“One thing kids like is to be tricked. For instance, I was going to take my little nephew to Disneyland, but instead I drove him to an old burned-out warehouse. 'Oh, no!', I said, 'Disneyland burned down.' He cried and cried, but I think that deep down he thought it was a pretty good joke. I started to drive over to the real Disneyland, but it was getting pretty late.”
~Jack Handey

*proud descendant of cheese eating surrender monkeys*

 


#6 GG Mora

GG Mora

    Advanced Member

  • Members
  • PipPipPip
  • 9,234 posts

Posted 19 January 2012 - 02:24 PM

For about $5, you can get an audio input jack and plug your iPod directly into the AUX port on your receiver or amplifier, and then control the music from your iPod. You can use the same method to connect your laptop.

#7 SLBunge

SLBunge

    Advanced Member

  • Members
  • PipPipPip
  • 4,063 posts

Posted 19 January 2012 - 02:31 PM

i do have a component stereo setup and was thinking i might prefer something that works with that like the nad ipd 2, but i like the idea of something that can be controlled with an iphone or ipad. there are a bunch of extra external hard drives and ipods floating around here. i was also looking at the nad viso 1.i have more cds and albums than digital music but most of my new music is digital. looks like any system for wireless with streaming is going to run close to $600 or $700 and come with its own speakers. is that right?

Note that if you do buy a Sonos zone player 90 to connect to your existing stereo, you can also buy an iPod dock (~$120) so that if your friends come over you can play their iPods/iPhones on your stereo. Again, you can control the whole thing from your iPad/MacBook/iPhone/iPodTouch or from the docked device.

Look carefully at the reviews for the NAD dock you'll see that it might not be quite as user-friendly as it appears. When the device is docked, all you see on the LCD is the NAD logo and you have to have a compatible NAD receiver and use an NAD remote control to figure out what song is playing and to change songs. Seems like a pricey way to go unless you already own the NAD gear.

If I were you and you don't want AirTunes (I'm not a fan of airtunes but it is cheap) I'd keep all your old stereo gear and go with Sonos.
Suffocating under a pile of cheese curds.

#8 splinky

splinky

    Advanced Member

  • Members
  • PipPipPip
  • 19,756 posts

Posted 19 January 2012 - 02:32 PM

For about $5, you can get an audio input jack and plug your iPod directly into the AUX port on your receiver or amplifier, and then control the music from your iPod. You can use the same method to connect your laptop.

thanks. i tried the jack thing, but the sound quality of the music seemed off to me. is there some other conversion that the players make that a straight jack connection doesn't accomplish?

“One thing kids like is to be tricked. For instance, I was going to take my little nephew to Disneyland, but instead I drove him to an old burned-out warehouse. 'Oh, no!', I said, 'Disneyland burned down.' He cried and cried, but I think that deep down he thought it was a pretty good joke. I started to drive over to the real Disneyland, but it was getting pretty late.”
~Jack Handey

*proud descendant of cheese eating surrender monkeys*

 


#9 Anthony Bonner

Anthony Bonner

    Advanced Member

  • Members
  • PipPipPip
  • 10,627 posts

Posted 19 January 2012 - 02:33 PM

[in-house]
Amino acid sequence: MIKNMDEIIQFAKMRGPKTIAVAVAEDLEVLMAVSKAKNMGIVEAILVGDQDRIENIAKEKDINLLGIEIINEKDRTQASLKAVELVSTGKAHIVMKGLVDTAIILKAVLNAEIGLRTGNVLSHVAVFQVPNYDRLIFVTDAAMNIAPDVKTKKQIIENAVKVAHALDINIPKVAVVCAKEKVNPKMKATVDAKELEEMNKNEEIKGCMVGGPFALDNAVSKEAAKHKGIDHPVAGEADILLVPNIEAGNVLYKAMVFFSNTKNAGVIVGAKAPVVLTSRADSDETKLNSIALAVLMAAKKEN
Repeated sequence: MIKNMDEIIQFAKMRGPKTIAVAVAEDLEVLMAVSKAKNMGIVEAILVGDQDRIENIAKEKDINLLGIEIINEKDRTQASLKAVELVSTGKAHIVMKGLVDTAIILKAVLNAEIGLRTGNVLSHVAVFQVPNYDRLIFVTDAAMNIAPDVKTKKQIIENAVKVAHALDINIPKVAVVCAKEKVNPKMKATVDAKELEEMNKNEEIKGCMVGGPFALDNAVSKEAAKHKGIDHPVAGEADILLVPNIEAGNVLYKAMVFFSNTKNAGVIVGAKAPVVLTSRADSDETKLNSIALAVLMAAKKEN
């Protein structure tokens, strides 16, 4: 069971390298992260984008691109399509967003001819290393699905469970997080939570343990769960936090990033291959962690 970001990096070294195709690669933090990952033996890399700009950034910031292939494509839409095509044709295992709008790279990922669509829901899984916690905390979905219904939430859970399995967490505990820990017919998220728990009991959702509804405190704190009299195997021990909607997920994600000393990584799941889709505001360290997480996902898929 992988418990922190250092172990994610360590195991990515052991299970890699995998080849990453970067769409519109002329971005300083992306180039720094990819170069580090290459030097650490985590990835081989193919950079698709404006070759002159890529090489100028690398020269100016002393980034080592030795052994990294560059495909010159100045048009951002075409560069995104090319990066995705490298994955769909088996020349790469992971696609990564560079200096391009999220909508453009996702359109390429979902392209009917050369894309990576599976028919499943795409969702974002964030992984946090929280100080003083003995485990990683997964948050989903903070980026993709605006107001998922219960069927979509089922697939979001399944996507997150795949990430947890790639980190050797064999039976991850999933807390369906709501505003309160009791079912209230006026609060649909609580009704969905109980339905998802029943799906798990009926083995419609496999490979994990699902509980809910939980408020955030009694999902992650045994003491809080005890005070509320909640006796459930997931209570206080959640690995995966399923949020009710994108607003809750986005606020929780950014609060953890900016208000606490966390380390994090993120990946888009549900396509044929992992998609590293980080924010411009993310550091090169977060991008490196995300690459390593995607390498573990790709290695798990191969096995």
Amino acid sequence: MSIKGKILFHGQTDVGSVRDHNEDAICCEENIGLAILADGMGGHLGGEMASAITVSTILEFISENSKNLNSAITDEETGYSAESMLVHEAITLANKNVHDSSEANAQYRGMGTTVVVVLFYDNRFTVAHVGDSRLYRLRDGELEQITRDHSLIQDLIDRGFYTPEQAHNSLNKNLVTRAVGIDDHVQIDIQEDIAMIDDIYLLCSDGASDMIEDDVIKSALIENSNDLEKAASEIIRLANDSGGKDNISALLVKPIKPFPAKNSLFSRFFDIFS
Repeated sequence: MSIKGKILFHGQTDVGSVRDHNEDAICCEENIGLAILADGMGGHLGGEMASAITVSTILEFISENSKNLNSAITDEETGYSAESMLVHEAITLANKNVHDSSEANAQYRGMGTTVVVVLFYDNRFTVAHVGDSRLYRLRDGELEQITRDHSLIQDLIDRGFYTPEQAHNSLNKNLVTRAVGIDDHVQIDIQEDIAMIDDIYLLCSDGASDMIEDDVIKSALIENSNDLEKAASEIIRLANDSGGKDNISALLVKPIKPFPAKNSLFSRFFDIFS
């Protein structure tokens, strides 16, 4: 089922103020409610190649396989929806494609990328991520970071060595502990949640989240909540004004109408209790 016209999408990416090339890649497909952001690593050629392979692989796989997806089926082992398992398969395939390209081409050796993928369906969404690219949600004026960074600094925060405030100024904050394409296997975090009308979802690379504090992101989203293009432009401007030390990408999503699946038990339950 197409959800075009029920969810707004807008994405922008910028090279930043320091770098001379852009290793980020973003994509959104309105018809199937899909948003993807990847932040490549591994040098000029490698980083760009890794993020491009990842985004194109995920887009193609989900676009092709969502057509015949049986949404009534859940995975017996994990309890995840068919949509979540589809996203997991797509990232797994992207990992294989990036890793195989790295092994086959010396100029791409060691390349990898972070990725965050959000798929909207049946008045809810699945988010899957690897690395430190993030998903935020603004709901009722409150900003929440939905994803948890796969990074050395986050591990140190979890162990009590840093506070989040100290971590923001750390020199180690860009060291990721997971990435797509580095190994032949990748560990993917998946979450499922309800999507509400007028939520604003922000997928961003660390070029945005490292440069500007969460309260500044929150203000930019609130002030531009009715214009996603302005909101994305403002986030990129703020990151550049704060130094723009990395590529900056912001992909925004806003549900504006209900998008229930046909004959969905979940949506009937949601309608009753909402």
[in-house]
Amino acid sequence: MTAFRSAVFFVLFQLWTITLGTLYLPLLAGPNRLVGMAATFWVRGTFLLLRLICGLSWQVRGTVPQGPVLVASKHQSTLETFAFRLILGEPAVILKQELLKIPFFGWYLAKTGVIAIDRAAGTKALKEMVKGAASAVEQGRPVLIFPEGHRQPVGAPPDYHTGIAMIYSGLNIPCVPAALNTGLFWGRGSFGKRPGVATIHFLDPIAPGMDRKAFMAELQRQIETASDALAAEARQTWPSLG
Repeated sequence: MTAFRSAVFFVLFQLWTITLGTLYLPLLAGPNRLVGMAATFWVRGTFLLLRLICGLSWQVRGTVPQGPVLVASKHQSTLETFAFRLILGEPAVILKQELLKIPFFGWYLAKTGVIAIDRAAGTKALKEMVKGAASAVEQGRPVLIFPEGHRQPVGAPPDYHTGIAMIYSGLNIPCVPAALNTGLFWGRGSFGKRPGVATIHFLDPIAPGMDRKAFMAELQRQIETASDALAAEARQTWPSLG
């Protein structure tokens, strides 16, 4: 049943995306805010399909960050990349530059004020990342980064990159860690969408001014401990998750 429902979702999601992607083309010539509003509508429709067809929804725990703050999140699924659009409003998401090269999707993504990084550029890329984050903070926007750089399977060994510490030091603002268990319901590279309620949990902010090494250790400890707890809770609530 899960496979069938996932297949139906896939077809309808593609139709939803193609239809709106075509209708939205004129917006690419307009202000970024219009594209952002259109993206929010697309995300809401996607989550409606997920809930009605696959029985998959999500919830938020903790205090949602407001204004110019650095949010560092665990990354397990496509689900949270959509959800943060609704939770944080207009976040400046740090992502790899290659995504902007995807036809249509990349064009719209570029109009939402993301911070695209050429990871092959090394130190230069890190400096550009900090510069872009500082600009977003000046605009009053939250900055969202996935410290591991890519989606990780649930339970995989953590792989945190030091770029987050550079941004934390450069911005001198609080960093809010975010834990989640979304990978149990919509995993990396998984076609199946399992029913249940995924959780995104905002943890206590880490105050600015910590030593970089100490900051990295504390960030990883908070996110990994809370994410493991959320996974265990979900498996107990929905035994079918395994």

For about $5, you can get an audio input jack and plug your iPod directly into the AUX port on your receiver or amplifier, and then control the music from your iPod. You can use the same method to connect your laptop.

thanks. i tried the jack thing, but the sounds quality of the music seemed off to me. is there some other conversion that the players make that a straight jack connection doesn't accomplish?

If I can read the website correctly Sonos is using the same jack to output the music. The only difference is it connects to the internet to do all sorts of fun stuff.
Why not mayo?

#10 splinky

splinky

    Advanced Member

  • Members
  • PipPipPip
  • 19,756 posts

Posted 19 January 2012 - 02:35 PM


i do have a component stereo setup and was thinking i might prefer something that works with that like the nad ipd 2, but i like the idea of something that can be controlled with an iphone or ipad. there are a bunch of extra external hard drives and ipods floating around here. i was also looking at the nad viso 1.i have more cds and albums than digital music but most of my new music is digital. looks like any system for wireless with streaming is going to run close to $600 or $700 and come with its own speakers. is that right?

Note that if you do buy a Sonos zone player 90 to connect to your existing stereo, you can also buy an iPod dock (~$120) so that if your friends come over you can play their iPods/iPhones on your stereo. Again, you can control the whole thing from your iPad/MacBook/iPhone/iPodTouch or from the docked device.

Look carefully at the reviews for the NAD dock you'll see that it might not be quite as user-friendly as it appears. When the device is docked, all you see on the LCD is the NAD logo and you have to have a compatible NAD receiver and use an NAD remote control to figure out what song is playing and to change songs. Seems like a pricey way to go unless you already own the NAD gear.

If I were you and you don't want AirTunes (I'm not a fan of airtunes but it is cheap) I'd keep all your old stereo gear and go with Sonos.

my gear is all pretty new nad components. i will definitely look at the sonos. i did not care for air tunes

“One thing kids like is to be tricked. For instance, I was going to take my little nephew to Disneyland, but instead I drove him to an old burned-out warehouse. 'Oh, no!', I said, 'Disneyland burned down.' He cried and cried, but I think that deep down he thought it was a pretty good joke. I started to drive over to the real Disneyland, but it was getting pretty late.”
~Jack Handey

*proud descendant of cheese eating surrender monkeys*

 


#11 SLBunge

SLBunge

    Advanced Member

  • Members
  • PipPipPip
  • 4,063 posts

Posted 19 January 2012 - 02:46 PM



For about $5, you can get an audio input jack and plug your iPod directly into the AUX port on your receiver or amplifier, and then control the music from your iPod. You can use the same method to connect your laptop.